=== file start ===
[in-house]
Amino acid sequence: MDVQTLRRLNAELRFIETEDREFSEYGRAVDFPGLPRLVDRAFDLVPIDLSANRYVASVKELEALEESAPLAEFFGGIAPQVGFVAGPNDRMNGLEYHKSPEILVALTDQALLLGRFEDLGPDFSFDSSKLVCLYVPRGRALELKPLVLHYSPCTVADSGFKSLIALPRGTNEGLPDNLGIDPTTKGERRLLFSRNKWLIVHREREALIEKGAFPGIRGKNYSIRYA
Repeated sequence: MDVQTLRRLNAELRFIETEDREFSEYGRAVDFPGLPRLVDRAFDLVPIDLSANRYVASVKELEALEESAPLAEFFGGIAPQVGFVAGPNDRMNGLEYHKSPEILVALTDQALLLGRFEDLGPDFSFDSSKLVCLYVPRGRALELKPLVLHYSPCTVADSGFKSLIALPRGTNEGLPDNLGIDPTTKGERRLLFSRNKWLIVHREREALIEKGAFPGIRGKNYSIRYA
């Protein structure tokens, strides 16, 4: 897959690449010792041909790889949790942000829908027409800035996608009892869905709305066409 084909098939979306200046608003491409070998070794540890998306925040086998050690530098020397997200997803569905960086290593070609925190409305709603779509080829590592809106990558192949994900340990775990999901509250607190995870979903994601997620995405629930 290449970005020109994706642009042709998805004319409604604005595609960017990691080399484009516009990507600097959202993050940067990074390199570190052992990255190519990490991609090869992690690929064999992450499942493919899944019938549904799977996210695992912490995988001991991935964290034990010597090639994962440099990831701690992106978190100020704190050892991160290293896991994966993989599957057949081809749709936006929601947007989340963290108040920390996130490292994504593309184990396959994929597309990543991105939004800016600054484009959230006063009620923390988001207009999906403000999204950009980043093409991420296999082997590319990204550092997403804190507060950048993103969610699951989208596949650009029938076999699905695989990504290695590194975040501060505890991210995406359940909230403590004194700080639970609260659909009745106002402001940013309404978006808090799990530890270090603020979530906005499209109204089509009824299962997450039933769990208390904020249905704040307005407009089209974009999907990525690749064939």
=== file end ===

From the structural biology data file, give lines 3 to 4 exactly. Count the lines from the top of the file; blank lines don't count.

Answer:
Repeated sequence: MDVQTLRRLNAELRFIETEDREFSEYGRAVDFPGLPRLVDRAFDLVPIDLSANRYVASVKELEALEESAPLAEFFGGIAPQVGFVAGPNDRMNGLEYHKSPEILVALTDQALLLGRFEDLGPDFSFDSSKLVCLYVPRGRALELKPLVLHYSPCTVADSGFKSLIALPRGTNEGLPDNLGIDPTTKGERRLLFSRNKWLIVHREREALIEKGAFPGIRGKNYSIRYA
């Protein structure tokens, strides 16, 4: 897959690449010792041909790889949790942000829908027409800035996608009892869905709305066409 084909098939979306200046608003491409070998070794540890998306925040086998050690530098020397997200997803569905960086290593070609925190409305709603779509080829590592809106990558192949994900340990775990999901509250607190995870979903994601997620995405629930 290449970005020109994706642009042709998805004319409604604005595609960017990691080399484009516009990507600097959202993050940067990074390199570190052992990255190519990490991609090869992690690929064999992450499942493919899944019938549904799977996210695992912490995988001991991935964290034990010597090639994962440099990831701690992106978190100020704190050892991160290293896991994966993989599957057949081809749709936006929601947007989340963290108040920390996130490292994504593309184990396959994929597309990543991105939004800016600054484009959230006063009620923390988001207009999906403000999204950009980043093409991420296999082997590319990204550092997403804190507060950048993103969610699951989208596949650009029938076999699905695989990504290695590194975040501060505890991210995406359940909230403590004194700080639970609260659909009745106002402001940013309404978006808090799990530890270090603020979530906005499209109204089509009824299962997450039933769990208390904020249905704040307005407009089209974009999907990525690749064939």